Rep. Randall Friese urges legislative colleagues Wednesday to enact legislation requiring motorcycle riders to wear a helmet or pay a fee to exempt themselves.

Howard Fischer / Capitol Media Services

PHOENIX — Arizona motorcyclists remain free to ride with the wind in their hair, the sun burning their scalps, and the chance of head injuries looming.

The House Transportation and Infrastructure Committee on Wednesday unanimously rejected a proposal by Rep. Randall Friese, D-Tucson, to require adults to wear helmets or to pay a fee into a special trauma-injury fund.

Friese, who is a trauma surgeon, and other doctors presented statistics about the number of motorcycle riders who suffer brain injuries. They said the chances of that happening are higher for those who don’t use a helmet.

But committee members said they are not convinced the numbers override the personal rights of riders to decide what protections they want to use. Several accepted the argument that the real problem is drivers of larger vehicles failing to pay attention to the bikes.

Rep. Noel Campbell, R-Prescott, who chairs the panel, said he personally wears “every piece of equipment you can get on” when he rides his motorcycle. But he said a better legislative approach would be incentives for riders to protect their heads, rather than penalties for those who do not.

Arizona has not had a helmet requirement since 1976 for adults, though anyone younger than 18 is required to wear headgear while riding. Various efforts to reinstate the helmet mandate for adults have gone nowhere.

Friese figured he’d try a different approach: Require helmets — but allow riders to opt out by paying a fee. The dollars generated would go into a special fund designed to provide rehabilitation and other services to those who suffer head injuries in all types of vehicle crashes.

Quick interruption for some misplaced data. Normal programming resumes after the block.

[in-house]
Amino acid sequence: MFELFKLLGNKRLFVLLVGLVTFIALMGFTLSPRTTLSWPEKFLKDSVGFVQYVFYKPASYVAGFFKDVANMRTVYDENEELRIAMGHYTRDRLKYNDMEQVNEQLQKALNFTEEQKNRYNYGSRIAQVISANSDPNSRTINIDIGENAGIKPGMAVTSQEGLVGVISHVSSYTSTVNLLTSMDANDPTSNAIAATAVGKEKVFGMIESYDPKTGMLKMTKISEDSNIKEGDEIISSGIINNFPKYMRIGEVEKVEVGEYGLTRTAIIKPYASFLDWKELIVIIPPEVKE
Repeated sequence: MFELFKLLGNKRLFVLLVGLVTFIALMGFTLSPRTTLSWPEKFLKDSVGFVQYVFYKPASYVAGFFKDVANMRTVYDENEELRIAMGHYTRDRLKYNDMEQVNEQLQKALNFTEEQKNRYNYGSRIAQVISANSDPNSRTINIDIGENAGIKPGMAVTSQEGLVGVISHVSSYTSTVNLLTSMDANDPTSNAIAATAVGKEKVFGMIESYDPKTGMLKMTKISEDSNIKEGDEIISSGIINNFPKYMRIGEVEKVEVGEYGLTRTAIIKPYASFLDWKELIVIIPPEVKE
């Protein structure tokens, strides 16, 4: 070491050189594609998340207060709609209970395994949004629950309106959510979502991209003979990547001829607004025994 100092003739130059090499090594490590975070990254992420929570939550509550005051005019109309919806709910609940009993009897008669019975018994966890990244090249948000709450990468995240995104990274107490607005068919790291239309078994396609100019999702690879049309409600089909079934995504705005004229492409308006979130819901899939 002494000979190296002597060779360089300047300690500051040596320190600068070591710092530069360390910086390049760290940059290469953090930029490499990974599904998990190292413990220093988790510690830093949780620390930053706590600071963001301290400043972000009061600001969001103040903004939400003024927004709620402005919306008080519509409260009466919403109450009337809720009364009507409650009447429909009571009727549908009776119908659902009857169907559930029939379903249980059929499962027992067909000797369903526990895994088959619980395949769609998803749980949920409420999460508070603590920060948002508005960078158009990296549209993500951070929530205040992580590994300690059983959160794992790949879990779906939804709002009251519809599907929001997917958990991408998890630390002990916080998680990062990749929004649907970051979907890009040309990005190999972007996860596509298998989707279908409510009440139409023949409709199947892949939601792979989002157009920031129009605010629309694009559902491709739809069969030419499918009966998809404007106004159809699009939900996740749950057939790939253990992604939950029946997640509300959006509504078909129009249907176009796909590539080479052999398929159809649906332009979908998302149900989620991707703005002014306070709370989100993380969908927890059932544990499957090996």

He said he figures about half of riders now voluntarily use a helmet. He said his proposal, HB 2046, might have brought compliance up to about 60 percent, with the balance choosing to pay the fee.

Bobbi Hartmann, lobbyist for the Modified Motorcycle Association, complained the fee would be set by the head of the state Department of Transportation, with no limit on the charge. She said there were other flaws in Friese’s proposal, including how that exemption would work for someone visiting Arizona whose motorcycle was registered in another state.

The common theme among the bill’s critics was that the solution to keeping motorcyclists from getting injured is better training.

John Dreyfus of the National Coalition of Motorcyclists said Arizona is a haven for retirees. What happens, he said, is they suddenly decide they’ve always wanted to ride a motorcycle. “So he goes and buys one,” Dreyfus told lawmakers, but “has no clue how to ride it.”

The issue of training is not limited to riders on two wheels.

“We need to educate drivers to look out for motorcycles,” said Rep. Richard Andrade, D-Glendale, detailing some of his experiences when he used to ride a motorcycle. “I got rear-ended twice,” though he wore not only a helmet but also a bright orange vest. “But I still got hit.”

Campbell said he’s willing to give Friese another chance — if he tries the carrot versus the stick approach.

“Let’s make it an incentive and let people choose to be incentivized to wear a helmet,” perhaps through a tax credit for wearing a helmet rather than a penalty, he said.